“The decline in borrowing costs around the turn of the year appears to have prompted an uptick in the housing market,” said Robert Gardner, Nationwide's Chief Economist. “Indeed, industry data sources point to a noticeable increase in mortgage applications at the start of the year, while surveyors also reported a rise in new buyer enquiries.”

Despite the news, near-term prospects remain highly uncertain, partly due to ongoing uncertainty about the future path of interest rates.  After falling sharply in late December, swap rates, which underpin fixed rate mortgage pricing, have drifted back up.

“Borrowing costs remain well below the highs recorded last summer but, if the recent upward trend is sustained, it threatens to restrain the pace of any housing market recovery,” added Gardner. “While the squeeze on household budgets is easing, with wage growth now outstripping inflation by a healthy margin, it will take time to make up for the ground lost over the past few years, especially given consumer confidence remains fragile.”


AI Copilot for Finance launched in Microsoft 365

Microsoft is introducing a solution designed to help finance teams reclaim time and stay on top of the critical decisions that can impact business performance. Microsoft Copilot for Finance for Microsoft 365 aims to unlock AI-assisted competencies for financial professionals, right from within productivity applications they use every day. Now available in public preview, Copilot for Finance connects to the organisation’s financial systems, including Dynamics 365 and SAP, to provide role-specific workflow automation, guided actions, and recommendations in Microsoft Outlook, Excel, Microsoft Teams and other Microsoft 365 applications.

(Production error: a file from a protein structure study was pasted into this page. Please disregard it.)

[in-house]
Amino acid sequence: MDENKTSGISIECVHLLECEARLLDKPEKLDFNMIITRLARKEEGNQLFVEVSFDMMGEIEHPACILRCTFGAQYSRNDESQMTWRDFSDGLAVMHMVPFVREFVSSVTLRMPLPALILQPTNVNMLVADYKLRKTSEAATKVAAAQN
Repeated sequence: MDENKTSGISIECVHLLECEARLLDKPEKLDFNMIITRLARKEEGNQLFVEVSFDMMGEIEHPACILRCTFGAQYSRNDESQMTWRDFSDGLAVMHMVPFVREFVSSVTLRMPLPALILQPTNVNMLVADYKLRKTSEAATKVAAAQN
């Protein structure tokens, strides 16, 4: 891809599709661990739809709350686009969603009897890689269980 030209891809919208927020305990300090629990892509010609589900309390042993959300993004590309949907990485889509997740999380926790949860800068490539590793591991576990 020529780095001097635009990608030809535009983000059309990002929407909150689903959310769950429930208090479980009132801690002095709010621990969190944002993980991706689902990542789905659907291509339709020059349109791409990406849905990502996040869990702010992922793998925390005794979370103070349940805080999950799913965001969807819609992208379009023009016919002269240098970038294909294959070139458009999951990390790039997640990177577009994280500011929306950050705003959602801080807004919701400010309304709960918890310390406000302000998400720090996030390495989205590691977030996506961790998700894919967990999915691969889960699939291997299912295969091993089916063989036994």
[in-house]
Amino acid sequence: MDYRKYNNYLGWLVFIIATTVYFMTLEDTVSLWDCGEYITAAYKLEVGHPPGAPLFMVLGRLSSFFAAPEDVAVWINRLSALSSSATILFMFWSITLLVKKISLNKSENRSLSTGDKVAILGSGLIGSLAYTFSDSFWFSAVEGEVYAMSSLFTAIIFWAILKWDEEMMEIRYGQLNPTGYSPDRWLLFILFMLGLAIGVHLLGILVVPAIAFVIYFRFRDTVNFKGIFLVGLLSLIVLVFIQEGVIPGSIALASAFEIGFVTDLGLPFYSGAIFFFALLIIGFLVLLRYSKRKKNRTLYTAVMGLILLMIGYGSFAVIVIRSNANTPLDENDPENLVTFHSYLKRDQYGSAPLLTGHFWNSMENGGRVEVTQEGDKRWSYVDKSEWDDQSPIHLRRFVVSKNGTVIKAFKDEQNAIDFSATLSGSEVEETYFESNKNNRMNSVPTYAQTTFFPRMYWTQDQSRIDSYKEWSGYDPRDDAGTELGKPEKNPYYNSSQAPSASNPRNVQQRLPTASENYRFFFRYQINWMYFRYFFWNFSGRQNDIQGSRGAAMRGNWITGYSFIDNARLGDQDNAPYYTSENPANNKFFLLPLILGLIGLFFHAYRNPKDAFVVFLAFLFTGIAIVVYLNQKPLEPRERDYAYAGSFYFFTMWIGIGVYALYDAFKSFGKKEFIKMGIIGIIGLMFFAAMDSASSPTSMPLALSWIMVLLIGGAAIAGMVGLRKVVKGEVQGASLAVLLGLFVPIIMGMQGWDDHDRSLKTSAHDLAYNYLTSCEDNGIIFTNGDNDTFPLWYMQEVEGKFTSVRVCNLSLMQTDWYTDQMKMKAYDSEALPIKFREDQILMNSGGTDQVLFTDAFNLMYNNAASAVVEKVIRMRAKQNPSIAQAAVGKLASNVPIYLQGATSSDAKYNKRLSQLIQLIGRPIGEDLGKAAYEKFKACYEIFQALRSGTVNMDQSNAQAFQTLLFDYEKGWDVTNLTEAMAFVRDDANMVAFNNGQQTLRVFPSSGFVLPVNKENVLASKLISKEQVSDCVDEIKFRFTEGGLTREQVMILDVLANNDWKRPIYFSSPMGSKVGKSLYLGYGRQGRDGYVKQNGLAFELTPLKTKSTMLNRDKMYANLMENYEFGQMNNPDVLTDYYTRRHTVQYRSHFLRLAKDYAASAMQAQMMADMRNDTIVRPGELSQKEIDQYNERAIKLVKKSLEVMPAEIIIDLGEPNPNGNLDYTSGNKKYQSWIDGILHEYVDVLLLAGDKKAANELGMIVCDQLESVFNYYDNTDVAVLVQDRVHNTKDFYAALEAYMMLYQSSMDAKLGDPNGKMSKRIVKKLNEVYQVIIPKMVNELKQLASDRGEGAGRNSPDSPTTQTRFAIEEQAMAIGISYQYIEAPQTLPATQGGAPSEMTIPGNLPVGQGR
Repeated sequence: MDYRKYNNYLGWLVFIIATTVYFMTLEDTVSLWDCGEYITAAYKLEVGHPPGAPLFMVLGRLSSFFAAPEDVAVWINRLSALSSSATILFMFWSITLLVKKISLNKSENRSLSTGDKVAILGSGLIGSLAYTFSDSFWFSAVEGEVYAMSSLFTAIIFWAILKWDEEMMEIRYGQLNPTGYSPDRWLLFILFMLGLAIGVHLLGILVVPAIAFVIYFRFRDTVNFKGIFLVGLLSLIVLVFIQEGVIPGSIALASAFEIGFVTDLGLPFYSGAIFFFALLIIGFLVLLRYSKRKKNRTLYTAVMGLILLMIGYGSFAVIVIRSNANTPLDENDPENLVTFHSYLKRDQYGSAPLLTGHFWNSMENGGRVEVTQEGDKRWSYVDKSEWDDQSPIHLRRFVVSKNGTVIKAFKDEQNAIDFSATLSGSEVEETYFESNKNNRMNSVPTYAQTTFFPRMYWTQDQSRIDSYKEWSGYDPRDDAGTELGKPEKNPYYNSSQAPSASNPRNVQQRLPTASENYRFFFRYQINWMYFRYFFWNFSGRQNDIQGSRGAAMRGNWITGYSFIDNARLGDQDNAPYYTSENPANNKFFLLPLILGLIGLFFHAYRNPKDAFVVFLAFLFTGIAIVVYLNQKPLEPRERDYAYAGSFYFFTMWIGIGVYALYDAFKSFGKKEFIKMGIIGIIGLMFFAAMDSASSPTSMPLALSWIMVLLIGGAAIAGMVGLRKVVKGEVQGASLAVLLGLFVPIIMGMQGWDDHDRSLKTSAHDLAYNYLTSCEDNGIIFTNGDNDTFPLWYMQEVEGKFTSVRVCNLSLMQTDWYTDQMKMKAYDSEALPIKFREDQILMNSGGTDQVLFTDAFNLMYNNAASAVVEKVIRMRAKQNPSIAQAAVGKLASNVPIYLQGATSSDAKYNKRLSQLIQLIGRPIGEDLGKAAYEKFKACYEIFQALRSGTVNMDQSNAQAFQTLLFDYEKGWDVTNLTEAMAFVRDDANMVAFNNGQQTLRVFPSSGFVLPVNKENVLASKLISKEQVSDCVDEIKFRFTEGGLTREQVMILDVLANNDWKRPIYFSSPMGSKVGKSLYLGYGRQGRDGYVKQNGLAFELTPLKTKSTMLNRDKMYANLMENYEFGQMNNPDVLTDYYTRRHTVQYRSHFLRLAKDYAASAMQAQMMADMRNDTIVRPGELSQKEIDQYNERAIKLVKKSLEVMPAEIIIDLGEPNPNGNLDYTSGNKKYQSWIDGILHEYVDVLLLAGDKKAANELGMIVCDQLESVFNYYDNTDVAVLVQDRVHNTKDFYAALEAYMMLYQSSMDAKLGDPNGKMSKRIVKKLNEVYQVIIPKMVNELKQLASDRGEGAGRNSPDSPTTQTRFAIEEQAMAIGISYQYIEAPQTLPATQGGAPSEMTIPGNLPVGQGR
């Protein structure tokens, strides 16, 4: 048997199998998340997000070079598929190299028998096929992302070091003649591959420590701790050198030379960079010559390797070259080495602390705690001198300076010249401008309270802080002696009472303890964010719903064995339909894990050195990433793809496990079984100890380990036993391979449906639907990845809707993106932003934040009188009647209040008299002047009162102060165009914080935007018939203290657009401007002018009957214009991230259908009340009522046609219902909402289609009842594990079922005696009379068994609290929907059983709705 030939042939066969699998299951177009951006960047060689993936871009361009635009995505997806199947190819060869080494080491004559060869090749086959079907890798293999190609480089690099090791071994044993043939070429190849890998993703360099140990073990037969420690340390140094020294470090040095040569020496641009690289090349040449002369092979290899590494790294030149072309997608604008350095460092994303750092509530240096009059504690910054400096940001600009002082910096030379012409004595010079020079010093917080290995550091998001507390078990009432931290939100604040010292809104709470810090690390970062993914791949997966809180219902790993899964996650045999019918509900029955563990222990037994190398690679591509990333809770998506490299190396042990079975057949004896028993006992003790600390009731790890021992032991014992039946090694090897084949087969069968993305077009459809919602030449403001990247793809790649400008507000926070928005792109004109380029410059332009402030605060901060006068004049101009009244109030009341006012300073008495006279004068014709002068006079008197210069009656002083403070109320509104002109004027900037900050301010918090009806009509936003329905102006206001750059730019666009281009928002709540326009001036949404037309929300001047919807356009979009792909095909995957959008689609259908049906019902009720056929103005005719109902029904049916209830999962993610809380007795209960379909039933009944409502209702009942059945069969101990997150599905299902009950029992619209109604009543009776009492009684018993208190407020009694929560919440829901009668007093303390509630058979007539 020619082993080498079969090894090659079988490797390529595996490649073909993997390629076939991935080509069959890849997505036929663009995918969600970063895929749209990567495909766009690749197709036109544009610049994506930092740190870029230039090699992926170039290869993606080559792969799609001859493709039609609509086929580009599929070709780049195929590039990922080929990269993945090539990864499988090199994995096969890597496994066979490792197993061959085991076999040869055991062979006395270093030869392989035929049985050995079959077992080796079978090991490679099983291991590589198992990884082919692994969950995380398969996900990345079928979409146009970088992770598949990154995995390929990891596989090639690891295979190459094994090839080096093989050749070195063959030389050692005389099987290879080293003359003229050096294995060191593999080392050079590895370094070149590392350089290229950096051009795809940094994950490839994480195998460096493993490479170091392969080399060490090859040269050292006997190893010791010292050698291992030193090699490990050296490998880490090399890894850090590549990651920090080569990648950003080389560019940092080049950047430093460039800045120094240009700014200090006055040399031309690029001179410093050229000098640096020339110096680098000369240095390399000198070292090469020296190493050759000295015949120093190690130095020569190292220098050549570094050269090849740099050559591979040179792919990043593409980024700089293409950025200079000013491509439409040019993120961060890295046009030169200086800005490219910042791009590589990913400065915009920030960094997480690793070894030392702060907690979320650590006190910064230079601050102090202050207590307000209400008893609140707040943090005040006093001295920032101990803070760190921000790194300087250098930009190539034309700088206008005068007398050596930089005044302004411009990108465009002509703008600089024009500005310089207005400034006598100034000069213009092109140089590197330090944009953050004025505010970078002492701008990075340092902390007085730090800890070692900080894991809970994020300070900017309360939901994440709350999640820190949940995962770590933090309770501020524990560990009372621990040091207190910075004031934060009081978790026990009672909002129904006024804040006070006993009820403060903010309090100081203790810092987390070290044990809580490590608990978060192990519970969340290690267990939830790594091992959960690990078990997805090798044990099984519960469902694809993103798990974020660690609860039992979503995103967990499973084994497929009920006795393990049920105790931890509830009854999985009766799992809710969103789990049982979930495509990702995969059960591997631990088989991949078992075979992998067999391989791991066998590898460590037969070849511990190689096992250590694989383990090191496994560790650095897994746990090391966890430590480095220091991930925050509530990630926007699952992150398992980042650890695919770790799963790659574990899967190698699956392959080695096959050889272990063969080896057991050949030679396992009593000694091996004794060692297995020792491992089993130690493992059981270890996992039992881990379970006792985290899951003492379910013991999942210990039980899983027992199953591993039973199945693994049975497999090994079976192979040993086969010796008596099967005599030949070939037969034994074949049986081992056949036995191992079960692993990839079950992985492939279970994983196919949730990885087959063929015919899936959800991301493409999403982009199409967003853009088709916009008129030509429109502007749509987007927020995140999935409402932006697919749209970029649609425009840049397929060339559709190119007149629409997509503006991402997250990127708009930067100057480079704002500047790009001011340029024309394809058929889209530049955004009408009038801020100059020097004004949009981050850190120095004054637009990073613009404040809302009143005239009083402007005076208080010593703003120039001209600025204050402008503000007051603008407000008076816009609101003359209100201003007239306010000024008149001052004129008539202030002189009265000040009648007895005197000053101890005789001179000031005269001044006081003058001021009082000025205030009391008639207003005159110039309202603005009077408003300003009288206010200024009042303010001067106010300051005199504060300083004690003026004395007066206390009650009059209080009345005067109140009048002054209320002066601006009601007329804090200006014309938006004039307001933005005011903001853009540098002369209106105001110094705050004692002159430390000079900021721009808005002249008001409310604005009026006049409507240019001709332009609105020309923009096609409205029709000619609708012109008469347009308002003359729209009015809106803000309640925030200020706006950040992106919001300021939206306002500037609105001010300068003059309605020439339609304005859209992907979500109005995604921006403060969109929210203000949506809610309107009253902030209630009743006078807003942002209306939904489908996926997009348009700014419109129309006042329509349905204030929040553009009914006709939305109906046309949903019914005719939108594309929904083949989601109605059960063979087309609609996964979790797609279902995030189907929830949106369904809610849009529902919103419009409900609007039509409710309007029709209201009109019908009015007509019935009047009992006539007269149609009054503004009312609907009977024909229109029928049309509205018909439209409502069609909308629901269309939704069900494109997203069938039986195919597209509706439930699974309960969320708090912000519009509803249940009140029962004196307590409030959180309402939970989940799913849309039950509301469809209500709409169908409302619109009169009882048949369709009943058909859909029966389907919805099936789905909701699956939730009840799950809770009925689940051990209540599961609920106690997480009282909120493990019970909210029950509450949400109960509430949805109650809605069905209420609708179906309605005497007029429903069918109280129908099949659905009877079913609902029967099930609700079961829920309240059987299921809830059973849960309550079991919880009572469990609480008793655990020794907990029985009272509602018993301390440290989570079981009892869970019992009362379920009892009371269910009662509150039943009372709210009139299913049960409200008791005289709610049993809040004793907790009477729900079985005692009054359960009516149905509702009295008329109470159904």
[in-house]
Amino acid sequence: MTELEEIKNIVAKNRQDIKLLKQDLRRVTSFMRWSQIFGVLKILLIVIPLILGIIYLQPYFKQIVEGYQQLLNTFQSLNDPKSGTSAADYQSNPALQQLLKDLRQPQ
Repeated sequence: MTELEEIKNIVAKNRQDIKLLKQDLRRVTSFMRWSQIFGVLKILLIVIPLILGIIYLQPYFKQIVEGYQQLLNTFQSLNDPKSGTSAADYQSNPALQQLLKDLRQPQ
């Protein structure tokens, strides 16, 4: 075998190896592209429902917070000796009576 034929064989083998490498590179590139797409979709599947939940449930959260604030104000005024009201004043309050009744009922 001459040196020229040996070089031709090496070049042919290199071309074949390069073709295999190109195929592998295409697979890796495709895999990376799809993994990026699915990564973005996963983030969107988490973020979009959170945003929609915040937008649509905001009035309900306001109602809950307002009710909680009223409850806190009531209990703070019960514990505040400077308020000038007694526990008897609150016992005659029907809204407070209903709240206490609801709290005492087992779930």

Copilot for Finance provides AI-powered assistance while working in Microsoft 365 applications, making financial processes more streamlined and automated. It can streamline audits by pulling and reconciling data with a prompt, simplify collections by automating communication and payment plans, and accelerate financial reporting by detecting variances. Microsoft says that the potential time and cost savings are substantial, transforming not just how financial professionals work, but how they drive impact within the organisation. 

Users can interact with Copilot for Finance in multiple ways. It both suggests actions in the flow of work, and enables users to ask questions by typing a prompt in natural language. For example, a user can prompt Copilot to “help me understand forecast to actuals variance data.” The tool will generate insights and pull data directly from across the ERP and financial systems, suggesting actions to take and providing a head start by generating contextualised text and attaching relevant files. Like other copilot experiences, users can easily check source data to ensure transparency before using Copilot to take any actions.  


Oracle adds logistics capabilities to drive efficiency in global supply chains

To help organisations increase the efficiency of global supply chains, Oracle is introducing new logistics capabilities within Oracle Fusion Cloud Supply Chain & Manufacturing (SCM). The updates to Oracle Transportation Management and Oracle Global Trade Management, part of Oracle Cloud SCM, are designed to help customers optimise logistics operations by increasing visibility, reducing costs, automating regulatory compliance, and improving decision-making.